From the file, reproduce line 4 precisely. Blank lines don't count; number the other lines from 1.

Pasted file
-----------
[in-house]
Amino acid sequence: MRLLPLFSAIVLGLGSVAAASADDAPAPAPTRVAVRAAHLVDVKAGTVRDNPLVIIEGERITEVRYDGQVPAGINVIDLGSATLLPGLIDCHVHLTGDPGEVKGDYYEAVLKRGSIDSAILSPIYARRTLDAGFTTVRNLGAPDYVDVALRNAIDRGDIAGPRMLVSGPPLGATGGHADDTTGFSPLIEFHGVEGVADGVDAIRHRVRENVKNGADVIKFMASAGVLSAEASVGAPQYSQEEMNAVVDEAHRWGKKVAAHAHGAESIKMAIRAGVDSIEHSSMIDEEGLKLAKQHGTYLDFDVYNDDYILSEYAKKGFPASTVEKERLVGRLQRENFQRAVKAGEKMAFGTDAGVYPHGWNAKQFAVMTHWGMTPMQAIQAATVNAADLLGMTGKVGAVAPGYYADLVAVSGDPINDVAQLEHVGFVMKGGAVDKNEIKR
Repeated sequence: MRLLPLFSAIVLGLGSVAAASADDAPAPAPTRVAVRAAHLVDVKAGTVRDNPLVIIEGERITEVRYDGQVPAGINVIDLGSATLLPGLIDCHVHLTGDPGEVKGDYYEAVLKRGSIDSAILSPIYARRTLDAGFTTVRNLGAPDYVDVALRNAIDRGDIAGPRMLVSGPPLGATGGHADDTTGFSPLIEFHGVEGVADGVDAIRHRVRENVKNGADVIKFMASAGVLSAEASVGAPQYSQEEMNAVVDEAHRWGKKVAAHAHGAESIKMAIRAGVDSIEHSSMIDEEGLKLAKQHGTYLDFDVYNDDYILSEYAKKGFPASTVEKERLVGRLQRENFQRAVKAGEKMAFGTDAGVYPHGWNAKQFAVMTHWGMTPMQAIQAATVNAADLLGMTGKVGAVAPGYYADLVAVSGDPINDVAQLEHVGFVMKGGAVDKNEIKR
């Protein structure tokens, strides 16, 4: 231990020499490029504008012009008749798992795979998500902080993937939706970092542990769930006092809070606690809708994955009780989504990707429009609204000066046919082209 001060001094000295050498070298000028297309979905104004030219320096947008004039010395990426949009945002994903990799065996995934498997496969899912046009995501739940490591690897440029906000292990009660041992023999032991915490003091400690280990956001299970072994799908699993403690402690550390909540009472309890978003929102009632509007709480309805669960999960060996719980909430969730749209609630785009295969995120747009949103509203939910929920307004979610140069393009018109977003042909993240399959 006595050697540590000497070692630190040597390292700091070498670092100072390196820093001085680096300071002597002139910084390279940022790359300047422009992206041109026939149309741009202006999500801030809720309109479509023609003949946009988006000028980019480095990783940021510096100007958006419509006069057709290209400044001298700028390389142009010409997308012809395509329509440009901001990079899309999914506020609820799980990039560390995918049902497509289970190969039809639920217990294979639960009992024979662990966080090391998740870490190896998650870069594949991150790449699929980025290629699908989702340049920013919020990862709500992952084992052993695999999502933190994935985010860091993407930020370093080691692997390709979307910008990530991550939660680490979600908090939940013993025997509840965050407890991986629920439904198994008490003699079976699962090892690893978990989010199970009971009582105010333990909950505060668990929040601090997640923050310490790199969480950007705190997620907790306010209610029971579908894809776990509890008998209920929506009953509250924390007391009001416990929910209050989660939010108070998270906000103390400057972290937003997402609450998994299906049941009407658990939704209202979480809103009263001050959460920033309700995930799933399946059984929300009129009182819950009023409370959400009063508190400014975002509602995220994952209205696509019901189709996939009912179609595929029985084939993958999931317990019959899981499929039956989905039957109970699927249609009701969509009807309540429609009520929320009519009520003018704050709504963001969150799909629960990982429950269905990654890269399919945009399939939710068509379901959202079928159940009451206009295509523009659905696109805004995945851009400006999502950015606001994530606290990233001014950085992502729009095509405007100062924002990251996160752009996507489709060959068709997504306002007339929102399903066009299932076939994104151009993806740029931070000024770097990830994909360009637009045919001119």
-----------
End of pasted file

């Protein structure tokens, strides 16, 4: 231990020499490029504008012009008749798992795979998500902080993937939706970092542990769930006092809070606690809708994955009780989504990707429009609204000066046919082209 001060001094000295050498070298000028297309979905104004030219320096947008004039010395990426949009945002994903990799065996995934498997496969899912046009995501739940490591690897440029906000292990009660041992023999032991915490003091400690280990956001299970072994799908699993403690402690550390909540009472309890978003929102009632509007709480309805669960999960060996719980909430969730749209609630785009295969995120747009949103509203939910929920307004979610140069393009018109977003042909993240399959 006595050697540590000497070692630190040597390292700091070498670092100072390196820093001085680096300071002597002139910084390279940022790359300047422009992206041109026939149309741009202006999500801030809720309109479509023609003949946009988006000028980019480095990783940021510096100007958006419509006069057709290209400044001298700028390389142009010409997308012809395509329509440009901001990079899309999914506020609820799980990039560390995918049902497509289970190969039809639920217990294979639960009992024979662990966080090391998740870490190896998650870069594949991150790449699929980025290629699908989702340049920013919020990862709500992952084992052993695999999502933190994935985010860091993407930020370093080691692997390709979307910008990530991550939660680490979600908090939940013993025997509840965050407890991986629920439904198994008490003699079976699962090892690893978990989010199970009971009582105010333990909950505060668990929040601090997640923050310490790199969480950007705190997620907790306010209610029971579908894809776990509890008998209920929506009953509250924390007391009001416990929910209050989660939010108070998270906000103390400057972290937003997402609450998994299906049941009407658990939704209202979480809103009263001050959460920033309700995930799933399946059984929300009129009182819950009023409370959400009063508190400014975002509602995220994952209205696509019901189709996939009912179609595929029985084939993958999931317990019959899981499929039956989905039957109970699927249609009701969509009807309540429609009520929320009519009520003018704050709504963001969150799909629960990982429950269905990654890269399919945009399939939710068509379901959202079928159940009451206009295509523009659905696109805004995945851009400006999502950015606001994530606290990233001014950085992502729009095509405007100062924002990251996160752009996507489709060959068709997504306002007339929102399903066009299932076939994104151009993806740029931070000024770097990830994909360009637009045919001119």